“In other categories there is also a drop but one might have to wait a few more months to see a clearer trend.”
Jafferjee said his preference was to have a free market operate where ever possible but sometimes regulatory intervention is necessary when the market does not self-correct especially when there are externalities like pollution and traffic that are not priced in to the usage cost of a vehicle.
“Ideally we should have carbon taxes via taxation on petrol and diesel (although the taxation on petrol is around Rs 65 there is an under recovery of Rs 25-30 due to the non-implementation of the fuel pricing formula and diesel is only taxed at Rs 15 per litre although it is more polluting) and we don’t have road usage charges in peak times and in congested parts of the city.”
In this case CBSL intervention was more to do with reducing pressure on the trade account rather than correcting for externalities.
“I would have preferred if CBSL did not change its original LTV directive for it sends the wrong message about policy stability but the optimist in me sees Sri Lanka as yet a work in progress thus one would have to live with it.”
Custom valuation of vehicles – the customs department has been complaining for some time that vehicle importers were under invoicing thereby under paying their dues. At a previous budget an attempt was made to remedy this by placing a 15% markup on the commercial invoice value but importers responded by increase the degree of under invoicing.
The customs issued a circular specifying that for vehicle LCs opened on or after 18 Oct the valuation on which duties will be charged would be based on values determined by them, below is its impact on some popular models.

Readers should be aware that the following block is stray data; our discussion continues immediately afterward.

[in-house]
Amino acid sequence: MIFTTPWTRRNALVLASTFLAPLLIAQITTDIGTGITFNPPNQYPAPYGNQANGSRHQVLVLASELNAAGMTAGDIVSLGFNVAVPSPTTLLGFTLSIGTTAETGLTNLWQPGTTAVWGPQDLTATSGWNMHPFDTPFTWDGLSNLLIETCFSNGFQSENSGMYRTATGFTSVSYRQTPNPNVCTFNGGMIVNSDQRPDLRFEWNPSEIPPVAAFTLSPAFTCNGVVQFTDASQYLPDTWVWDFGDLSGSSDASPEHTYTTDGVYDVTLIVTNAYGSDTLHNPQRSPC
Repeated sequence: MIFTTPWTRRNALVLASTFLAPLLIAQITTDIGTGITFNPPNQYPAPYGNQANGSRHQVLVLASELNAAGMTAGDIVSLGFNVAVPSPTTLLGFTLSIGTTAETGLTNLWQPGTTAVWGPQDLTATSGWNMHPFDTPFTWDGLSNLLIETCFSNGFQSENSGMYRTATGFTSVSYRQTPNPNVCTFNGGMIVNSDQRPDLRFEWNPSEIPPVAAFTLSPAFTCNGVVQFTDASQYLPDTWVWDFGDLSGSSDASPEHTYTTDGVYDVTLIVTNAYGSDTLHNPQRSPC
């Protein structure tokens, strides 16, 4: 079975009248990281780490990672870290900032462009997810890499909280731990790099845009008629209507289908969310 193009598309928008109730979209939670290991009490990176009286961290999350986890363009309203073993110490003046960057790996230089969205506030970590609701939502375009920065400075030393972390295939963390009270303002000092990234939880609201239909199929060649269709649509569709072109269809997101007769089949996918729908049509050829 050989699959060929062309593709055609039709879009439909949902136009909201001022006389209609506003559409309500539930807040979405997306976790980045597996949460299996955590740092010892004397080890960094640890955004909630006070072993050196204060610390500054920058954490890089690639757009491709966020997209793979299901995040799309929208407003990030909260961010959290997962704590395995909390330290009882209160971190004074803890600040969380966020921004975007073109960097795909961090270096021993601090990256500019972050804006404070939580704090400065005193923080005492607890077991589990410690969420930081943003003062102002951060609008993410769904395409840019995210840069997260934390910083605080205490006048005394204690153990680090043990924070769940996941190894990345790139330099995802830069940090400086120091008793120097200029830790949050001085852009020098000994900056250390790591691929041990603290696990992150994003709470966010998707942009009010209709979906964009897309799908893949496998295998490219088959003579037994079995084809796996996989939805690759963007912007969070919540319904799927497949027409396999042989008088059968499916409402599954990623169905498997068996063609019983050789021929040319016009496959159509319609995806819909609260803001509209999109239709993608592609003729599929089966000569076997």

|Old Method||New Method|
|CIF Value with 15% mark-up||Total taxes||Custom Value with 15% mark-up||Total taxes||Increase in taxes|
|Honda Fit – 2014 model||2,100,000||1,680,000||2,650,000||2,120,000||440,000|
|Toyota Prius – 2013||3,300,000||2,640,000||4,650,000||3,720,000||1,080,000|
|Toyota Aqua – 2013||2,250,000||1,800,000||3,250,000||2,600,000||800,000|
Taxation on vehicles is via a para tariff in the form of an excise duty which is not under the ambit of the country’s commitment under the World Trade Organisation agreement. Its most likely that demand will drop dramatically due lower affordability emanating from the depreciation of the currency, higher interest rates, lower LTVs and higher duties – tax revenues would also drop significantly requiring the treasury to rethink its strategy.
Another indicator of dropping demand is the black market rate for the rupee – the under invoiced value is remitted through the black market; the spread is now compressing indicative of falling demand, on the flip side we may see a pickup in remittances through the legal channel.
Year of manufacture – depreciation tables whereby the duties were lower for used vehicles have been done away with in the last budget. Most of the preowned vehicles imported into Sri Lanka are now less than 2 years old, see table below for Oct registrations.